Raw, expansive and subterranean, The Cutaway at Sydney’s Barangaroo Reserve is stunning at any time. But if you go between now and June 13, you’ll be more dazzled than ever. For the duration of the 23rd Biennale of Sydney, titled “rivus” (Latin for “stream”), The Cutaway is home to an impressive exhibition of living artworks that’ll leave you in awe – and maybe a little bit fearful – of nature.

“We chose The Cutaway because it enabled us to create a living laboratory for things that are not fixed but evolving; things that are rotting, growing mould. Things that are not usually the type of work you would view,” says artistic director José Roca.

Enter the concrete void and look up to see a spectacular swirling river of bamboo, so large it dwarfs everything else, designed by Cave Urban. There’s Mexican artist Tania Candiani’s floating tree branch accented by migrating bird sounds; Melbourne-based Jessie French's colourful algae-based bioplastic panels; Diana Scherer’s exploration of the relationship between humans and nature through textiles woven with roots; Ackroyd & Harvey’s self-described “photographic photosynthesis”, grand portraits made of seedling grass; and an erotic video involving ferns.

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The exhibition combines indoors with outdoors simultaneously, reminding you of what’s natural and what’s human-made in equal parts. And what’s often thought of as ugly (algae and dead roots, for example) becomes beautiful. It’s part-laboratory, part-gallery, part-museum.

What to see
A variety of weekly programs is on offer, based on themes inspired by the idea of rivus – from Sustainable Existence to Alternative Pedagogies. All walks, talks and shows at the Art After Dark series are free, as is entry (all you need to do is register your attendance). Make a hump day plan with pals to participate in performance; watch cutting-edge contemporary films from around the world; and eat, drink and be merry. You can leave the kids at home, or bring them along for age-appropriate activities.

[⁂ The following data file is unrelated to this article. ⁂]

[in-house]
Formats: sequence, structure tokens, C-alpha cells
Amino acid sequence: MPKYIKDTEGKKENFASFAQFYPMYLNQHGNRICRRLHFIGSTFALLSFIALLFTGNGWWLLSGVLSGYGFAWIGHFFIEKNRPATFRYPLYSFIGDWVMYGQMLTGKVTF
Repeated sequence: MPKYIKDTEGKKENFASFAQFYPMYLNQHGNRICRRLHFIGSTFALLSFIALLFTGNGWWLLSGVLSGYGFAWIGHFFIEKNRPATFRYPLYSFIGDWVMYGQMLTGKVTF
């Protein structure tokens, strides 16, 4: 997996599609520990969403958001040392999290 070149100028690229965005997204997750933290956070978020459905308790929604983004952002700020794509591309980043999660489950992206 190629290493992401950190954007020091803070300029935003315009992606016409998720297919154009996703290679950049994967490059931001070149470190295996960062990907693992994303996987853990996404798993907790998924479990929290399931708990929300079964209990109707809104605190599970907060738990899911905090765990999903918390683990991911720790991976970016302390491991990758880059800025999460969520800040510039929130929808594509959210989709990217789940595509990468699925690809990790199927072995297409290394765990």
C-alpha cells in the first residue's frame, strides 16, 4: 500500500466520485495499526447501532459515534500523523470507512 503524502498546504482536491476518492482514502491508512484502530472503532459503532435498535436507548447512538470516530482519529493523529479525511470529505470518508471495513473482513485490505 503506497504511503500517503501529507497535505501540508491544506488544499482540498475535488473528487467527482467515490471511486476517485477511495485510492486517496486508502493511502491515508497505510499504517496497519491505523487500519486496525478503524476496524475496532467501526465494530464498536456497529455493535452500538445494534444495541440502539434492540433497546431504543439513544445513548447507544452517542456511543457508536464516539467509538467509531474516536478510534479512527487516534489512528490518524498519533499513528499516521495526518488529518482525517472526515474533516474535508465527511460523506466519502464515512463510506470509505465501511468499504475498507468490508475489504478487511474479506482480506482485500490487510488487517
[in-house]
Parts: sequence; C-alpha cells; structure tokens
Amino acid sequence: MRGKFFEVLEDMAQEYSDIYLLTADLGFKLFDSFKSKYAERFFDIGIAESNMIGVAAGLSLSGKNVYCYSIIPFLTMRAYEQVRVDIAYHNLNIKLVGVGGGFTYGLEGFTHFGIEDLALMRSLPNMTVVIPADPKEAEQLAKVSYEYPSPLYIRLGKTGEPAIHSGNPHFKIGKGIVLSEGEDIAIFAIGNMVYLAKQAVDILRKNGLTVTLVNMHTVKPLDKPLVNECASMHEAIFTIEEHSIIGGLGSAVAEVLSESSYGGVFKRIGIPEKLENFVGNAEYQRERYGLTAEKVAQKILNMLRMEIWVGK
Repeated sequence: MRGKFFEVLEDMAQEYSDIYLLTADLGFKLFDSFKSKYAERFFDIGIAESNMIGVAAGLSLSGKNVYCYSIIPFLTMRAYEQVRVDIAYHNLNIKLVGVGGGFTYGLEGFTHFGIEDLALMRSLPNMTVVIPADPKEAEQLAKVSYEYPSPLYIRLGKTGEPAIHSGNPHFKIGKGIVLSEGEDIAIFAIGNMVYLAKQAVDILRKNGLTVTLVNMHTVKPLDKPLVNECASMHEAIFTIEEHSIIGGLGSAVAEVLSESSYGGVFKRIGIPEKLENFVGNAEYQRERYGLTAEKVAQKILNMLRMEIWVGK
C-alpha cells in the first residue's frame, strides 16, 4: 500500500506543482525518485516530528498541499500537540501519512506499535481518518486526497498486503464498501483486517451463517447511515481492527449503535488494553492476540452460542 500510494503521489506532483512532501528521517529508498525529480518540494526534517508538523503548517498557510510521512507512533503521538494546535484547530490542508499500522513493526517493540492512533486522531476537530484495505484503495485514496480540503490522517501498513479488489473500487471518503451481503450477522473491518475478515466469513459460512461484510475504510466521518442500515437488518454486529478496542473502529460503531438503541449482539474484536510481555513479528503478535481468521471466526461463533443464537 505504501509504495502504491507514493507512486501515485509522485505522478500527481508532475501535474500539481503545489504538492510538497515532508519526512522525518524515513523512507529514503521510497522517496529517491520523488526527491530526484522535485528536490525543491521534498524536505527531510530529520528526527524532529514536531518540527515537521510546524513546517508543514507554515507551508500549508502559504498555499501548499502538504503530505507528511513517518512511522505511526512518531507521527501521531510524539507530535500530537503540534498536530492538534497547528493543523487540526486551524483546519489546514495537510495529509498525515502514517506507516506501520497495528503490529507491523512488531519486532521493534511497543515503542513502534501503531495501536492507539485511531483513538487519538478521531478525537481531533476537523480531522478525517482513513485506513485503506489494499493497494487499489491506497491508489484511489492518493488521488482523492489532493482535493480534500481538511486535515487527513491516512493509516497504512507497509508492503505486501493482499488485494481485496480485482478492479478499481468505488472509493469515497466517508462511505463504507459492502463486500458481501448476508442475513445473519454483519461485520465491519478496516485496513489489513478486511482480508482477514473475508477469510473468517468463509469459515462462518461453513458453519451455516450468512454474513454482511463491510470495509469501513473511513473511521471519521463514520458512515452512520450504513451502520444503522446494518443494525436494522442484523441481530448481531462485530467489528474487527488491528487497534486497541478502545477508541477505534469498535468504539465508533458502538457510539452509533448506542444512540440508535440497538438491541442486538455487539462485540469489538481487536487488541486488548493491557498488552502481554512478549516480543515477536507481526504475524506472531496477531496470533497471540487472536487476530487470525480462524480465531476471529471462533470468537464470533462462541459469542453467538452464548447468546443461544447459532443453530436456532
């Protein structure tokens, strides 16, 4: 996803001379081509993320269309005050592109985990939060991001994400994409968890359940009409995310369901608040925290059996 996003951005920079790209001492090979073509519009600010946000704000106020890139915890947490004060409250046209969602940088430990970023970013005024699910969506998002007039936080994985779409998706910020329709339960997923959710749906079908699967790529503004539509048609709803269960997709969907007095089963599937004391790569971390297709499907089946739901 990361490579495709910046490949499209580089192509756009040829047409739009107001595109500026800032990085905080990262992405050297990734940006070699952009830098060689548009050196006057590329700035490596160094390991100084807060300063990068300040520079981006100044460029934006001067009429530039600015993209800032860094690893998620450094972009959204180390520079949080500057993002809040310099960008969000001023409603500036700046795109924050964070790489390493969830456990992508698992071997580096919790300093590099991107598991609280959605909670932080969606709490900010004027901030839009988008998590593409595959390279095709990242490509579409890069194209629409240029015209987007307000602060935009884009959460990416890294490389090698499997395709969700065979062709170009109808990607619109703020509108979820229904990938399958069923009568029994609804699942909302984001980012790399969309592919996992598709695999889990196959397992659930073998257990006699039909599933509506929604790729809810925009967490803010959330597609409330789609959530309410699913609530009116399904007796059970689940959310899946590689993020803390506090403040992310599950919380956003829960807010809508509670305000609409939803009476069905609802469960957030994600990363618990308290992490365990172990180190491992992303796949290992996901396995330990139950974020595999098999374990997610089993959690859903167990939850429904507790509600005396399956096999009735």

The divergent program streams aim to show how connected we are – or should be – to the natural world. “Rivus teaches us about our interdependence with nature; there are metaphorical and literal ecosystems within ecosystems that show how we as humans are not the centre of the universe,” says Roca. “We can and should collaborate with others towards a common good.”

Reminders of our world’s indigenous populations, including Australia’s, are abundant. “Indigenous populations have forever lived in harmony with nature and the bodies that sustain them,” says Roca. “We [colonisers, migrants] are the only ones that haven’t been able to strike a balance with the territory that supports us and feeds us.”

The Biennale includes the works of 63 individuals that identify as indigenous from different parts of the world. ‘River voices’ at the entrance serve to remind us of all that nature’s afforded us – from food to art.

What to eat and drink
The art space is part-restaurant and part-wine-and-cocktail bar. Every Wednesday throughout the Biennale you can head into The Cutaway from 5pm to 9pm for Art After Dark and dig into food and drink from some of the city’s most beloved venues while admiring the unique exhibition.

Campari has also collaborated with Sydney musician and composer Megan Alice Clune to bring Wednesdays Up Late at Galleria Campari. Grab a cocktail (or a funky wine from P&V if you’d prefer), get your hands on a classic Mary’s beef burger (or veg burger if that’s your style), and tune out to Clune’s program of experimental and classical music, set alongside mesmerising projections by artist Carla Zimbler. There are plenty of reasons to go back multiple nights.

This article is produced by Broadsheet in partnership with the Biennale of Sydney.